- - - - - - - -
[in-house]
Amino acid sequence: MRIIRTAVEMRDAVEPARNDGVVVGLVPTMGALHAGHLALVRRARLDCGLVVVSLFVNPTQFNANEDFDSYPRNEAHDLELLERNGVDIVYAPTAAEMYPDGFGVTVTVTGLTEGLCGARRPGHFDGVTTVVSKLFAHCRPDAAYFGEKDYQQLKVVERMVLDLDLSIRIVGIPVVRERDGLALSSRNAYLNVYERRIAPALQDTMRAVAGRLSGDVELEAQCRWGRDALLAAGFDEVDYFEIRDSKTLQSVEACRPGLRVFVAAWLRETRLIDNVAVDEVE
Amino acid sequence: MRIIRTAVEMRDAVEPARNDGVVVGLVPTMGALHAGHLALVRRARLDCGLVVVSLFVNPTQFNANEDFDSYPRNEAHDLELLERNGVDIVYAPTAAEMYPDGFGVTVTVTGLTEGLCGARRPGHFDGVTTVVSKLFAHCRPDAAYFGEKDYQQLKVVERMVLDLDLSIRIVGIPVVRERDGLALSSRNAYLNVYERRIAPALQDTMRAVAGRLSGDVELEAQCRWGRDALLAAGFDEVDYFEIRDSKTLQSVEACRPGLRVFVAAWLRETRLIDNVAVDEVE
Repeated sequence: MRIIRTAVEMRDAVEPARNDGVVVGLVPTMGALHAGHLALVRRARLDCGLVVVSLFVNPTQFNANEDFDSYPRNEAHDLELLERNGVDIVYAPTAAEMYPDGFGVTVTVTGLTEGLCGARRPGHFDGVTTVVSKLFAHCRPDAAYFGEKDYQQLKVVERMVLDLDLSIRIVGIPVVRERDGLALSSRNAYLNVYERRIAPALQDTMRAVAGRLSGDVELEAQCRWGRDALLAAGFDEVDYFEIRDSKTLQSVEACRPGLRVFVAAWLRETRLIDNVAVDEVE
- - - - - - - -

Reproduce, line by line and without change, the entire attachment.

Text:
[in-house]
Amino acid sequence: MRIIRTAVEMRDAVEPARNDGVVVGLVPTMGALHAGHLALVRRARLDCGLVVVSLFVNPTQFNANEDFDSYPRNEAHDLELLERNGVDIVYAPTAAEMYPDGFGVTVTVTGLTEGLCGARRPGHFDGVTTVVSKLFAHCRPDAAYFGEKDYQQLKVVERMVLDLDLSIRIVGIPVVRERDGLALSSRNAYLNVYERRIAPALQDTMRAVAGRLSGDVELEAQCRWGRDALLAAGFDEVDYFEIRDSKTLQSVEACRPGLRVFVAAWLRETRLIDNVAVDEVE
Amino acid sequence: MRIIRTAVEMRDAVEPARNDGVVVGLVPTMGALHAGHLALVRRARLDCGLVVVSLFVNPTQFNANEDFDSYPRNEAHDLELLERNGVDIVYAPTAAEMYPDGFGVTVTVTGLTEGLCGARRPGHFDGVTTVVSKLFAHCRPDAAYFGEKDYQQLKVVERMVLDLDLSIRIVGIPVVRERDGLALSSRNAYLNVYERRIAPALQDTMRAVAGRLSGDVELEAQCRWGRDALLAAGFDEVDYFEIRDSKTLQSVEACRPGLRVFVAAWLRETRLIDNVAVDEVE
Repeated sequence: MRIIRTAVEMRDAVEPARNDGVVVGLVPTMGALHAGHLALVRRARLDCGLVVVSLFVNPTQFNANEDFDSYPRNEAHDLELLERNGVDIVYAPTAAEMYPDGFGVTVTVTGLTEGLCGARRPGHFDGVTTVVSKLFAHCRPDAAYFGEKDYQQLKVVERMVLDLDLSIRIVGIPVVRERDGLALSSRNAYLNVYERRIAPALQDTMRAVAGRLSGDVELEAQCRWGRDALLAAGFDEVDYFEIRDSKTLQSVEACRPGLRVFVAAWLRETRLIDNVAVDEVE